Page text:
I promised I would post this a while ago. It is something a teacher gave us that has really helped me get through the readings in many of my courses.
Reading with Strategy: A Student-tested Process for Effective Graduate Level Reading
When you pick up a textbook or open up your book order from Amazon, the task of reading and assimilating all that material may feel like a heavy load — complicated, time-consuming and overwhelming. You are not alone in these thoughts, and you are not incorrect.
Read with strategy! Let go of the notion that you must read the book cover to cover. Consider these simple steps for orienting yourself to the text.
- Survey the book: read the table of contents: glance at photos and their captions; read the comments on the cover jacket.
- Look through the book stopping to read bold headings and only parts that catch your interest, and then move on.
- Use the index to look up key topics that interest you. Skim or read these passages.
- Read the forward and introduction, which might state the author’s overall plan or point of view, thus preparing you for the other ideas in the text.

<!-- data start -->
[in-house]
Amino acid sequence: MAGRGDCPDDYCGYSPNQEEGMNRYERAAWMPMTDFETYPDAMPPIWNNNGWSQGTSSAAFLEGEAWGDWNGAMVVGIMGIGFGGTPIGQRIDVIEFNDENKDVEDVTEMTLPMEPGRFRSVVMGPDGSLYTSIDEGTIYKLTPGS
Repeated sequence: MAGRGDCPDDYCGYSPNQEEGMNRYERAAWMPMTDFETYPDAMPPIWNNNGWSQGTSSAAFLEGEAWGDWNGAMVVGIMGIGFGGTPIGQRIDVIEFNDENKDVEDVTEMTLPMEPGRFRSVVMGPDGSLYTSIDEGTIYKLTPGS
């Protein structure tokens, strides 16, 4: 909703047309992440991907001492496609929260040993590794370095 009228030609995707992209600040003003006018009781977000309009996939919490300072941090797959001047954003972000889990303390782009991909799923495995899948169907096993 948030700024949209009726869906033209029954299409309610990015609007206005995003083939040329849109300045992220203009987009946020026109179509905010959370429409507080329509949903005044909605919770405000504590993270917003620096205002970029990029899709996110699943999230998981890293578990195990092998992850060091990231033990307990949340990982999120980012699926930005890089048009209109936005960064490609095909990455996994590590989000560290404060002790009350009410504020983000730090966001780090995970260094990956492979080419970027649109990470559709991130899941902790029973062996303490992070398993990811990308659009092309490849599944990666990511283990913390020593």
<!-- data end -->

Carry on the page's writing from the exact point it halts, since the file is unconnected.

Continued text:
- Read the conclusion or summary section of each chapter you feel may be relevant to your current work.
- Read the first sentence of every paragraph of the chapters that feel relevant. If the book is well written this will give you the full essence of the content.
- Tab key pages or jot down any initial notes you think relevant and important enough to remember: “Ch 5 p. 125, good definition of learning disability, read more about….overall point seems to be…”
Pre-reading for even the thickest texts takes about 30 minutes and pays dividends of increased reader confidence, ownership, and interest. Reading strategically is a process for gaining control and balancing expectations. With this foundation, reading a text can be like meeting an acquaintance or a friend, not a dangerous stranger. Reading with Strategy is a tool that enhances the possibility of dialogue between you and the text.
As reading deepens, you can go back into the texts on your own terms. Your own
learning and scholarship are now at the center of the reading process — the books
are resources to support your work.
M. Reiff 2007 Adapted from Lesley School of Management Writer’s Manual (2000)